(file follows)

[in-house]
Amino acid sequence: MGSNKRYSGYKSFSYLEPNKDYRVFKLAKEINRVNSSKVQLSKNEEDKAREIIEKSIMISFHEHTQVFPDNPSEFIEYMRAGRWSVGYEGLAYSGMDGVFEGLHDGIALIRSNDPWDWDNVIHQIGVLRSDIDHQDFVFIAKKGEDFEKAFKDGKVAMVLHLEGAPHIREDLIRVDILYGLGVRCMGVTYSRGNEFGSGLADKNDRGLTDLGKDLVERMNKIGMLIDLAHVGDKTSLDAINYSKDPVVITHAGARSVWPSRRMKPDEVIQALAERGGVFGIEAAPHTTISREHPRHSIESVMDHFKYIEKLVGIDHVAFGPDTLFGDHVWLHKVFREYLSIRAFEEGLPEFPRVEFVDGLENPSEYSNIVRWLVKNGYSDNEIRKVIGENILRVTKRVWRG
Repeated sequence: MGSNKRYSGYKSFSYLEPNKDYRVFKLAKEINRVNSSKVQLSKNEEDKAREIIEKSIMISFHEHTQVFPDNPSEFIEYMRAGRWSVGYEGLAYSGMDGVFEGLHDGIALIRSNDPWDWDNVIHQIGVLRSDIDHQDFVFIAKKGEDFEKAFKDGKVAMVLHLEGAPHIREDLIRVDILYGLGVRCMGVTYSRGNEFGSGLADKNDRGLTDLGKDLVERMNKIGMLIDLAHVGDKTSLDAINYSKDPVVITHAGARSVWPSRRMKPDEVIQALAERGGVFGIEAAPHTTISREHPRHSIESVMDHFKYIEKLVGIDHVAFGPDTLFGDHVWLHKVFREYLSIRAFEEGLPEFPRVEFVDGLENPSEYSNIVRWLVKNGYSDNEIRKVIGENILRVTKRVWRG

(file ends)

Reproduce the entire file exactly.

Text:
[in-house]
Amino acid sequence: MGSNKRYSGYKSFSYLEPNKDYRVFKLAKEINRVNSSKVQLSKNEEDKAREIIEKSIMISFHEHTQVFPDNPSEFIEYMRAGRWSVGYEGLAYSGMDGVFEGLHDGIALIRSNDPWDWDNVIHQIGVLRSDIDHQDFVFIAKKGEDFEKAFKDGKVAMVLHLEGAPHIREDLIRVDILYGLGVRCMGVTYSRGNEFGSGLADKNDRGLTDLGKDLVERMNKIGMLIDLAHVGDKTSLDAINYSKDPVVITHAGARSVWPSRRMKPDEVIQALAERGGVFGIEAAPHTTISREHPRHSIESVMDHFKYIEKLVGIDHVAFGPDTLFGDHVWLHKVFREYLSIRAFEEGLPEFPRVEFVDGLENPSEYSNIVRWLVKNGYSDNEIRKVIGENILRVTKRVWRG
Repeated sequence: MGSNKRYSGYKSFSYLEPNKDYRVFKLAKEINRVNSSKVQLSKNEEDKAREIIEKSIMISFHEHTQVFPDNPSEFIEYMRAGRWSVGYEGLAYSGMDGVFEGLHDGIALIRSNDPWDWDNVIHQIGVLRSDIDHQDFVFIAKKGEDFEKAFKDGKVAMVLHLEGAPHIREDLIRVDILYGLGVRCMGVTYSRGNEFGSGLADKNDRGLTDLGKDLVERMNKIGMLIDLAHVGDKTSLDAINYSKDPVVITHAGARSVWPSRRMKPDEVIQALAERGGVFGIEAAPHTTISREHPRHSIESVMDHFKYIEKLVGIDHVAFGPDTLFGDHVWLHKVFREYLSIRAFEEGLPEFPRVEFVDGLENPSEYSNIVRWLVKNGYSDNEIRKVIGENILRVTKRVWRG